Tyler Clippard: He got the win, and he’s been brilliant all year, but you have to put Clippard here for his troubles controlling his stuff in the eighth and ninth innings. He gave up two hits and two walks, loading the bases in the ninth inning. He did get out of both innings with double plays, but threw only 19 of 33 pitches for strikes and looked a little tired. Riggleman is still searching for a reliever to take some heat off Clippard in the late innings, and he might not have it until Drew Storen gets called up.
In Case You Missed It:
--Riggleman opted for defense in the eighth inning with the Nationals up two, pulling Adam Dunn and moving Adam Kennedy to first. It’s difficult to tell whether he was trying to protect the no-hitter or just the win, but as well as Dunn has played at first, it seemed like an odd time to take the Nationals’ biggest bat out of the game, especially when he’s playing good defense.
--With first base open and two runners on base in the ninth, Riggleman knew whoever he brought up to pinch-hit for Alberto Gonzalez in the ninth inning would get walked. He was left choosing between switch-hitter Cristian Guzman and left-hander Willie Harris to face right-handed submariner Peter Moylan. Guzman is a better hitter from the right side than the left, so Riggleman allowed them to walk Guzman and pitch to Harris, who came through with the game-winner. “If it was a left-hander pitching, I’d want Guzman to hit, so I’d want Willie walked,” Riggleman said. “But from the left side, I felt a little better about Willie.” Harris had been warming up in the batting cage by playing a game with catcher Wil Nieves where each tries to hit balls to the back of the cage, helping each of them to get ready to do that in the game. “What it does for us is, it just gets our hands working,” Harris said. “It keeps you through the ball, as opposed to around the ball or filleting it to left field. You want to just hit it, using your hands, and I was able to do that tonight.”
--If you’re tempted to make a big deal out of the Braves calling for the mound to be tamped down in the bottom of the seventh inning, purportedly messing with Olsen’s setup, don’t; the left-hander said after the game he was happy it got fixed; because Tim Hudson throws from the right and Olsen from the left, they were crossing paths and mucking up the dirt on the mound. “I was glad they did, because the mound was not good, not good all day,” he said. “It just wasn’t very good. That didn’t bother me. I was happy that they finally brought someone out there to fix it.” Sorry, conspiracy theorists.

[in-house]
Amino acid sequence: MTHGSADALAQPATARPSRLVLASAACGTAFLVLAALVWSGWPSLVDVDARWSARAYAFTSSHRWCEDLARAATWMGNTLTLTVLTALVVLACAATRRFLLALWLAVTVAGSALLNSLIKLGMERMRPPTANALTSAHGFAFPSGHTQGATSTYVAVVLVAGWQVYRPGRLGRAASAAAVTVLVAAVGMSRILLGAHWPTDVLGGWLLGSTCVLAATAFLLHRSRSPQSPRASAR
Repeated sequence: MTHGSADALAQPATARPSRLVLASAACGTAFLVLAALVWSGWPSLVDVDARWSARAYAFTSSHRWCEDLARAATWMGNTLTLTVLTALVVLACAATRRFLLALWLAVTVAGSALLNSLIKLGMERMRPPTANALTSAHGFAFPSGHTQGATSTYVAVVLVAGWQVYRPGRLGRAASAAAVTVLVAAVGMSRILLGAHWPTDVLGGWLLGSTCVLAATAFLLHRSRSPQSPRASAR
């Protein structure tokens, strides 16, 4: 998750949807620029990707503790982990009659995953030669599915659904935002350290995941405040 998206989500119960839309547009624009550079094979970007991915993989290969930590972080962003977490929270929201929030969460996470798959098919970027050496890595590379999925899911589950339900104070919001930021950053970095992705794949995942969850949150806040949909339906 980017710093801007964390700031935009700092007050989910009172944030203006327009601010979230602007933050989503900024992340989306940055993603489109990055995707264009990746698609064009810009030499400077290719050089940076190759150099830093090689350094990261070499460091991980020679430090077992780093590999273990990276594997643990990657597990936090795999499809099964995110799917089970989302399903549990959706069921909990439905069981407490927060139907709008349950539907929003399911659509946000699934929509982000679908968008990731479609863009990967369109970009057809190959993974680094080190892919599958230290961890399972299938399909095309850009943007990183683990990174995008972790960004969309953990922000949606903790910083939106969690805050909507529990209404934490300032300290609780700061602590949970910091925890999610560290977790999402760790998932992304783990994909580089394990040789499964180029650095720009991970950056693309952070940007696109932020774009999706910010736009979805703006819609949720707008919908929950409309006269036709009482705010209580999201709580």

--Had Ryan Zimmerman’s ninth-inning double been a few feet higher, it would’ve landed in the Nationals’ bullpen, like Nieves’ walk-off (and first career homer) to right field did against the Cubs in 2008. (That, of course, is the homer that spawned this MASN commercial. Told he almost hit a walk-off the way Nieves did, Zimmerman smirked and said, “Ask him the name of someone who’s done it more than once.” He started walking away when a reporter asked if it was Zimmerman’s name Nieves should remember, the third baseman playfully threw up his hands and said, “Hey, you said it.”
1. The Braves became the second team to take some jabs at Olsen after losing to him; the Dodgers’ Casey Blake did it last month when Olsen threw seven shutout innings against them. Are they on to something, or is it just sour grapes from teams losing to a pitcher they’ve been used to beating? (The Braves, remember, had some sick numbers against Olsen before Thursday.) And does it bother you?
2. Did Clippard look burned out to you on Thursday, or was it just an off-night? What would you do about getting him a break? Sean Burnett? Brian Bruney? Call up the kid? Let me know your ideas.
3. What was your take on the late-inning strategy? Did it seem like Riggleman was playing to protect the no-hitter, or figuring he’d have enough defense to get him through it with a couple big pinch hits?
4. A bonus: Where does this rank for you among games you’ve watched as a Nationals fan, in terms of memorability and sheer fun? For me, it was up there. I’ve never seen a no-hitter go that far before, and the way the Braves came back, only for the Nationals to come back again, made for great theater. And the wind was even blowing note cards down from the broadcast booth, reminiscent of Jim Bowden throwing confetti during Ramon Ortiz’s near no-no in 2006.
Leave your answers to the Talking Points questions in the comments, as usual, and feel free to bring up anything else on your mind there. More from the park later today.